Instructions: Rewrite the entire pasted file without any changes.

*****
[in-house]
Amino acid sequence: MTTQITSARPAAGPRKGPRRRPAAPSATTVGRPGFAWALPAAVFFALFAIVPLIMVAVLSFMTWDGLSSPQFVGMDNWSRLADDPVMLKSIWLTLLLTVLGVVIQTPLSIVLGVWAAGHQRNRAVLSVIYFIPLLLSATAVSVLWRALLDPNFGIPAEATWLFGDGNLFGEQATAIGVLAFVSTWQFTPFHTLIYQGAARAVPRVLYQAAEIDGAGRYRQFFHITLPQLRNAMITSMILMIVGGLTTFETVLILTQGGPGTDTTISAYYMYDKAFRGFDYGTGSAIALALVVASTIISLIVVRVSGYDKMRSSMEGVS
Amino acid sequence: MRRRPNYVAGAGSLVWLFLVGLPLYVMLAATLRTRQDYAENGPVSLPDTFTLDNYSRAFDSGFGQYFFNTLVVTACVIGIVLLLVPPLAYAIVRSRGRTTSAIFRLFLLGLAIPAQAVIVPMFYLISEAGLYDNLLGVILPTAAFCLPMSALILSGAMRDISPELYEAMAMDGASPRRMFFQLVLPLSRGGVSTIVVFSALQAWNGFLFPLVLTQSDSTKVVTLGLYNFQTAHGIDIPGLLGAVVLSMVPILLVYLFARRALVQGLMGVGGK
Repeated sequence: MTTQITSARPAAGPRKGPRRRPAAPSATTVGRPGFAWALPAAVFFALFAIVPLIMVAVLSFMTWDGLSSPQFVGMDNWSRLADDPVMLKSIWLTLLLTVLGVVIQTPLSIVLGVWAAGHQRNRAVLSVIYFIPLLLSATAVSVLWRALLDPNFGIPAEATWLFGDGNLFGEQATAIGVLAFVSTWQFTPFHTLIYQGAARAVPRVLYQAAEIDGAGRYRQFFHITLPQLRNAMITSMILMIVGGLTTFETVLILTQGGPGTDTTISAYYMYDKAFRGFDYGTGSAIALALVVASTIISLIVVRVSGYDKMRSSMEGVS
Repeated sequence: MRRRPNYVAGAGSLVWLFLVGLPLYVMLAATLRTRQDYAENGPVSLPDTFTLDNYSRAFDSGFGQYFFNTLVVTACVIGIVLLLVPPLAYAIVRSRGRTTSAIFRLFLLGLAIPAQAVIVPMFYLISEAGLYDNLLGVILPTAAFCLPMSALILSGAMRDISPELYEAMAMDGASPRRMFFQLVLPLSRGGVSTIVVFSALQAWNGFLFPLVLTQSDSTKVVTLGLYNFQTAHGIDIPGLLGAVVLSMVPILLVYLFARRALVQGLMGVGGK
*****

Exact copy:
[in-house]
Amino acid sequence: MTTQITSARPAAGPRKGPRRRPAAPSATTVGRPGFAWALPAAVFFALFAIVPLIMVAVLSFMTWDGLSSPQFVGMDNWSRLADDPVMLKSIWLTLLLTVLGVVIQTPLSIVLGVWAAGHQRNRAVLSVIYFIPLLLSATAVSVLWRALLDPNFGIPAEATWLFGDGNLFGEQATAIGVLAFVSTWQFTPFHTLIYQGAARAVPRVLYQAAEIDGAGRYRQFFHITLPQLRNAMITSMILMIVGGLTTFETVLILTQGGPGTDTTISAYYMYDKAFRGFDYGTGSAIALALVVASTIISLIVVRVSGYDKMRSSMEGVS
Amino acid sequence: MRRRPNYVAGAGSLVWLFLVGLPLYVMLAATLRTRQDYAENGPVSLPDTFTLDNYSRAFDSGFGQYFFNTLVVTACVIGIVLLLVPPLAYAIVRSRGRTTSAIFRLFLLGLAIPAQAVIVPMFYLISEAGLYDNLLGVILPTAAFCLPMSALILSGAMRDISPELYEAMAMDGASPRRMFFQLVLPLSRGGVSTIVVFSALQAWNGFLFPLVLTQSDSTKVVTLGLYNFQTAHGIDIPGLLGAVVLSMVPILLVYLFARRALVQGLMGVGGK
Repeated sequence: MTTQITSARPAAGPRKGPRRRPAAPSATTVGRPGFAWALPAAVFFALFAIVPLIMVAVLSFMTWDGLSSPQFVGMDNWSRLADDPVMLKSIWLTLLLTVLGVVIQTPLSIVLGVWAAGHQRNRAVLSVIYFIPLLLSATAVSVLWRALLDPNFGIPAEATWLFGDGNLFGEQATAIGVLAFVSTWQFTPFHTLIYQGAARAVPRVLYQAAEIDGAGRYRQFFHITLPQLRNAMITSMILMIVGGLTTFETVLILTQGGPGTDTTISAYYMYDKAFRGFDYGTGSAIALALVVASTIISLIVVRVSGYDKMRSSMEGVS
Repeated sequence: MRRRPNYVAGAGSLVWLFLVGLPLYVMLAATLRTRQDYAENGPVSLPDTFTLDNYSRAFDSGFGQYFFNTLVVTACVIGIVLLLVPPLAYAIVRSRGRTTSAIFRLFLLGLAIPAQAVIVPMFYLISEAGLYDNLLGVILPTAAFCLPMSALILSGAMRDISPELYEAMAMDGASPRRMFFQLVLPLSRGGVSTIVVFSALQAWNGFLFPLVLTQSDSTKVVTLGLYNFQTAHGIDIPGLLGAVVLSMVPILLVYLFARRALVQGLMGVGGK